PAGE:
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PLoS One. 2015 May 22;10(5):e0128018. doi: 10.1371/journal.pone.0128018. eCollection 2015.

Cancer Incidence among Patients with Anorexia Nervosa from Sweden, Denmark and Finland.

Author information

Virus, Lifestyle and Genes, Danish Cancer Society Research Center, Copenhagen, Denmark.
Department of Neuroscience, Psychiatry, Uppsala University, Uppsala University Hospital, Uppsala, Sweden.
Finnish Cancer Registry, Institute for Statistical and Epidemiological Cancer Research, Helsinki, Finland; School of Health Sciences, University of Tampere, Tampere, Finland.
Clinical Epidemiology Unit, Department of Medicine Solna, Karolinska University Hospital, Karolinska Institutet, Stockholm, Sweden.
National Institute for Health and Welfare, Helsinki, Finland.
Statistics, Bioinformatics and Registry, Danish Cancer Society Research Center, Copenhagen, Denmark.
Research Management, Danish Cancer Society Research Center, Copenhagen, Denmark.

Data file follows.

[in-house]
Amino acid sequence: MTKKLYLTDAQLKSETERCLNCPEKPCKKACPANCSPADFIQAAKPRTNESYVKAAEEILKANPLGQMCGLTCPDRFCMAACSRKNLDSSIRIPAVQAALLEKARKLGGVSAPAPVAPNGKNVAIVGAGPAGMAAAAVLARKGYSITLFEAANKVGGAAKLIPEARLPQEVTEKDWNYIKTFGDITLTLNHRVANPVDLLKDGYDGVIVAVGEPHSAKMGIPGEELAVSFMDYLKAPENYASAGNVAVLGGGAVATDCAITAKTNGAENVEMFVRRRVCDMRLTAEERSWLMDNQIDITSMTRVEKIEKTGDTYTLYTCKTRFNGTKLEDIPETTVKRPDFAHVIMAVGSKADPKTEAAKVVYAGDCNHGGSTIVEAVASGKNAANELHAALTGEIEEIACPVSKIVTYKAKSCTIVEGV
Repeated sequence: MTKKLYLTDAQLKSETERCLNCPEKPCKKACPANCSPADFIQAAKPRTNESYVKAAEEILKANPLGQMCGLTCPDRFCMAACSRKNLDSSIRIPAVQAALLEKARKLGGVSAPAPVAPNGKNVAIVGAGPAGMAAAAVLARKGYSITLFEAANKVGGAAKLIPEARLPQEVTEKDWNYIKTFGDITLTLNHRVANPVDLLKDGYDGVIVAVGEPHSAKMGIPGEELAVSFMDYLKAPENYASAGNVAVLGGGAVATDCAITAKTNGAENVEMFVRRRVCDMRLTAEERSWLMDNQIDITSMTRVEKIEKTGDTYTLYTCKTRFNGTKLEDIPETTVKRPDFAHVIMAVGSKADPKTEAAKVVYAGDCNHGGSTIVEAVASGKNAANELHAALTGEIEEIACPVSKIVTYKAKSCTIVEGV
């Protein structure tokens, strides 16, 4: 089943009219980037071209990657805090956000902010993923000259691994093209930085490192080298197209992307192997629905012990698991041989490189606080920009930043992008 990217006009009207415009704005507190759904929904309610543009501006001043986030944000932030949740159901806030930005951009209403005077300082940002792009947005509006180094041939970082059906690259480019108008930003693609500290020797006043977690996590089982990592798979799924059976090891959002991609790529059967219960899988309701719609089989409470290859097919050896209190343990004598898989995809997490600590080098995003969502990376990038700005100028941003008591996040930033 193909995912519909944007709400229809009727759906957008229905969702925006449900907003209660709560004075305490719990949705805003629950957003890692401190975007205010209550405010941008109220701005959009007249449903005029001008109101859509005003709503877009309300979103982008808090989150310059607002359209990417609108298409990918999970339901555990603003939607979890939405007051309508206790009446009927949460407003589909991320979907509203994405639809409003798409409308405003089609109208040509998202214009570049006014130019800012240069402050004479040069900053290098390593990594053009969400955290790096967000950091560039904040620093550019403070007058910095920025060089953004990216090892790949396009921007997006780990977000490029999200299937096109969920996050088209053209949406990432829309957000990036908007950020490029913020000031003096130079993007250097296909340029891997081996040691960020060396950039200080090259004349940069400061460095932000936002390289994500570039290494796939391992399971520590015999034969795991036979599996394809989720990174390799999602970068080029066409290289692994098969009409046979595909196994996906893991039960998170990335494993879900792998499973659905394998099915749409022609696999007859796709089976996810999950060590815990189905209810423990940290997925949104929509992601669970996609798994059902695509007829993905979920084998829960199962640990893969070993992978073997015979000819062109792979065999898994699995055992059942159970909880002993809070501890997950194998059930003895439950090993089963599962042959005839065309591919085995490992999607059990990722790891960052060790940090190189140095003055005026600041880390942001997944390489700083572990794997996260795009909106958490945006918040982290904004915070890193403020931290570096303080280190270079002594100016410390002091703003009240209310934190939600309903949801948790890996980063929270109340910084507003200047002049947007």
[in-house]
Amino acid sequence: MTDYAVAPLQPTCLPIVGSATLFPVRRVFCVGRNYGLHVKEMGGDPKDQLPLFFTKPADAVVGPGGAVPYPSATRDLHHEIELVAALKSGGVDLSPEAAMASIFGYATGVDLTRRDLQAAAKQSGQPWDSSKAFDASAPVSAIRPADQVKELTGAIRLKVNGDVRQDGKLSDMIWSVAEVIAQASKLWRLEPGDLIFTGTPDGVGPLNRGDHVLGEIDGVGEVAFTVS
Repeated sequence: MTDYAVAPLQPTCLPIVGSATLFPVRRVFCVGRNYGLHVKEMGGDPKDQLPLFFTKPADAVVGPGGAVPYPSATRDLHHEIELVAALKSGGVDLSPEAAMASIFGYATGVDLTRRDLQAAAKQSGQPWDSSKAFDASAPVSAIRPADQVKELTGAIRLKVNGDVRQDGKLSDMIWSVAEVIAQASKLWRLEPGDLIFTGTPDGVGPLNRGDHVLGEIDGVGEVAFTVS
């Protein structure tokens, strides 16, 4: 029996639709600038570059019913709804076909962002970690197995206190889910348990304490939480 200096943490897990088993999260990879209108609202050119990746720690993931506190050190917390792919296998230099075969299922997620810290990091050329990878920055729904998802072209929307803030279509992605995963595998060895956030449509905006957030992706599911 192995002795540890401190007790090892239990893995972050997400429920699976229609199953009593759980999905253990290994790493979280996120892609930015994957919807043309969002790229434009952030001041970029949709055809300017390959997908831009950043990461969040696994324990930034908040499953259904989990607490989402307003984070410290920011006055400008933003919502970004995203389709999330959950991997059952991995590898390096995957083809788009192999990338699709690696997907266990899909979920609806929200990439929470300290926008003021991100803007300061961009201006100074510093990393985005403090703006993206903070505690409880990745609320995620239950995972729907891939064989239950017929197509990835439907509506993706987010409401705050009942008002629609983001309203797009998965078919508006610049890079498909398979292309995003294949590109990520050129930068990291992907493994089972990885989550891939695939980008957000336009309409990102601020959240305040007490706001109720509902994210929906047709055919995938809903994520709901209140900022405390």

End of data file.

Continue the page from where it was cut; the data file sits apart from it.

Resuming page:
A diet with restricted energy content reduces the occurrence of cancer in animal experiments. It is not known if the underlying mechanism also exists in human beings. To determine whether cancer incidence is reduced among patients with anorexia nervosa who tend to have a low intake of energy, we carried out a retrospective cohort study of 22 654 women and 1678 men diagnosed with anorexia nervosa at ages 10-50 years during 1968-2010 according to National Hospital Registers in Sweden, Denmark and Finland. The comparison group consisted of randomly selected persons from population registers who were similar to the anorexia nervosa patients in respect to sex, year of birth and place of residence. Patients and population comparisons were followed for cancer by linkage to Cancer Registries. Incidence rate ratios (IRR) were estimated using Poisson models. In total, 366 cases of cancer (excluding non-melanoma skin cancer) were seen among women with anorexia nervosa, and the IRR for all cancer sites was 0.97 (95% CI = 0.87-1.08) adjusted for age, parity and age at first child. There were 76 breast cancers corresponding to an adjusted IRR of 0.61 (95% CI = 0.49-0.77). Significantly increased IRRs were observed for esophageal, lung, and liver cancer. Among men with anorexia nervosa, there were 23 cases of cancer (age-adjusted IRR = 1.08; 95% CI = 0.71-1.66). There seems to be no general reduction in cancer occurrence among patients with anorexia nervosa, giving little support to the energy restriction hypothesis.

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